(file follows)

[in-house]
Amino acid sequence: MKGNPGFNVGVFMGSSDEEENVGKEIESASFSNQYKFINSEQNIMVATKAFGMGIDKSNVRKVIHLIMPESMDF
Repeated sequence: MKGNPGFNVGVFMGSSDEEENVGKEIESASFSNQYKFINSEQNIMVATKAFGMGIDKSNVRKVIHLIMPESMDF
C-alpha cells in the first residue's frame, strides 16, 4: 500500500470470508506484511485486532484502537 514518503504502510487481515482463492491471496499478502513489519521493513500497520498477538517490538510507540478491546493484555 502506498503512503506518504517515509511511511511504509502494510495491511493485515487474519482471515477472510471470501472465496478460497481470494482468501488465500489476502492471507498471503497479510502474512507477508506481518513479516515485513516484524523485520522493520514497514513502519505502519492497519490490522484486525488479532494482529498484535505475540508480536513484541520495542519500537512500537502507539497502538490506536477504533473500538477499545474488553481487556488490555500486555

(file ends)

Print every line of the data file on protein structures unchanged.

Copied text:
[in-house]
Amino acid sequence: MKGNPGFNVGVFMGSSDEEENVGKEIESASFSNQYKFINSEQNIMVATKAFGMGIDKSNVRKVIHLIMPESMDF
Repeated sequence: MKGNPGFNVGVFMGSSDEEENVGKEIESASFSNQYKFINSEQNIMVATKAFGMGIDKSNVRKVIHLIMPESMDF
C-alpha cells in the first residue's frame, strides 16, 4: 500500500470470508506484511485486532484502537 514518503504502510487481515482463492491471496499478502513489519521493513500497520498477538517490538510507540478491546493484555 502506498503512503506518504517515509511511511511504509502494510495491511493485515487474519482471515477472510471470501472465496478460497481470494482468501488465500489476502492471507498471503497479510502474512507477508506481518513479516515485513516484524523485520522493520514497514513502519505502519492497519490490522484486525488479532494482529498484535505475540508480536513484541520495542519500537512500537502507539497502538490506536477504533473500538477499545474488553481487556488490555500486555